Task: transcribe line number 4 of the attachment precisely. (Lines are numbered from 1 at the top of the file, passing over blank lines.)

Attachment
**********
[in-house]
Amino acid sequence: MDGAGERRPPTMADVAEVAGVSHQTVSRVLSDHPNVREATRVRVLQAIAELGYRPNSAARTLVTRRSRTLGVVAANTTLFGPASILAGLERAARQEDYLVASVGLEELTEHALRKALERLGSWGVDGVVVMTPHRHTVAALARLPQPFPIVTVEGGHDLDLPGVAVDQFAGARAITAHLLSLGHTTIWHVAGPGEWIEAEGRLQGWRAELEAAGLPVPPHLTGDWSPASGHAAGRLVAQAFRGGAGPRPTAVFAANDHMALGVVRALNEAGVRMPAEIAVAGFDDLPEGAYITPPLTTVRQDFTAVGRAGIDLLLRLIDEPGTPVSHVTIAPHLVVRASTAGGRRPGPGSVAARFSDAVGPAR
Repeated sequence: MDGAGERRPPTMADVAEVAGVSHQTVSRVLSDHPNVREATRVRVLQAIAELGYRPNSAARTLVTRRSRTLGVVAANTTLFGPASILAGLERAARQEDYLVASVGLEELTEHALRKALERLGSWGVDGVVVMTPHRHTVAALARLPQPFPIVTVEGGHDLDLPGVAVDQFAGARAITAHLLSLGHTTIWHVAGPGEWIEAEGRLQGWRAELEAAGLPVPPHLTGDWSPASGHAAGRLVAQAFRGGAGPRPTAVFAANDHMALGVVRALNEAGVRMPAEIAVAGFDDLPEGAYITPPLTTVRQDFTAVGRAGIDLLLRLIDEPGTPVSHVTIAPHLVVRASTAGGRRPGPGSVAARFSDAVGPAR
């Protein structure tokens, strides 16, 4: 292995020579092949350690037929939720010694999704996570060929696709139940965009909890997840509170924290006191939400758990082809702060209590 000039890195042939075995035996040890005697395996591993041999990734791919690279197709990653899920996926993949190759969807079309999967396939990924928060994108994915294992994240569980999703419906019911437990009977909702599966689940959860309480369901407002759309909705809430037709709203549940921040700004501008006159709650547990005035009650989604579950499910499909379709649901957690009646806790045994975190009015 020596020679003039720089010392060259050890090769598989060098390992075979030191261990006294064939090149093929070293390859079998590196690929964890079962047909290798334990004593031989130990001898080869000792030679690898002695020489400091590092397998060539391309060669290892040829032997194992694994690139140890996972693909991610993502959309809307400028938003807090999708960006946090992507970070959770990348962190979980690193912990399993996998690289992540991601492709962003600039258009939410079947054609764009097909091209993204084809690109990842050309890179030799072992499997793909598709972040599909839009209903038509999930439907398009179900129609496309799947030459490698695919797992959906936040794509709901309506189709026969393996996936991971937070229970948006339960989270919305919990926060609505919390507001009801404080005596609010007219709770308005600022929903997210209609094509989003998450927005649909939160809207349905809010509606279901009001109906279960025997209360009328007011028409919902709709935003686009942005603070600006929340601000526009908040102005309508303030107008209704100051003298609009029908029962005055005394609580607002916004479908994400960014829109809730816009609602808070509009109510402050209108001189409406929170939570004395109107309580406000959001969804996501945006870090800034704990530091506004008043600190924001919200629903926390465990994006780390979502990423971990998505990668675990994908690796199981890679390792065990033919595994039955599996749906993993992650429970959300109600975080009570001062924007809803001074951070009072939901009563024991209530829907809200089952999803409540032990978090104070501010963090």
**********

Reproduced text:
């Protein structure tokens, strides 16, 4: 292995020579092949350690037929939720010694999704996570060929696709139940965009909890997840509170924290006191939400758990082809702060209590 000039890195042939075995035996040890005697395996591993041999990734791919690279197709990653899920996926993949190759969807079309999967396939990924928060994108994915294992994240569980999703419906019911437990009977909702599966689940959860309480369901407002759309909705809430037709709203549940921040700004501008006159709650547990005035009650989604579950499910499909379709649901957690009646806790045994975190009015 020596020679003039720089010392060259050890090769598989060098390992075979030191261990006294064939090149093929070293390859079998590196690929964890079962047909290798334990004593031989130990001898080869000792030679690898002695020489400091590092397998060539391309060669290892040829032997194992694994690139140890996972693909991610993502959309809307400028938003807090999708960006946090992507970070959770990348962190979980690193912990399993996998690289992540991601492709962003600039258009939410079947054609764009097909091209993204084809690109990842050309890179030799072992499997793909598709972040599909839009209903038509999930439907398009179900129609496309799947030459490698695919797992959906936040794509709901309506189709026969393996996936991971937070229970948006339960989270919305919990926060609505919390507001009801404080005596609010007219709770308005600022929903997210209609094509989003998450927005649909939160809207349905809010509606279901009001109906279960025997209360009328007011028409919902709709935003686009942005603070600006929340601000526009908040102005309508303030107008209704100051003298609009029908029962005055005394609580607002916004479908994400960014829109809730816009609602808070509009109510402050209108001189409406929170939570004395109107309580406000959001969804996501945006870090800034704990530091506004008043600190924001919200629903926390465990994006780390979502990423971990998505990668675990994908690796199981890679390792065990033919595994039955599996749906993993992650429970959300109600975080009570001062924007809803001074951070009072939901009563024991209530829907809200089952999803409540032990978090104070501010963090």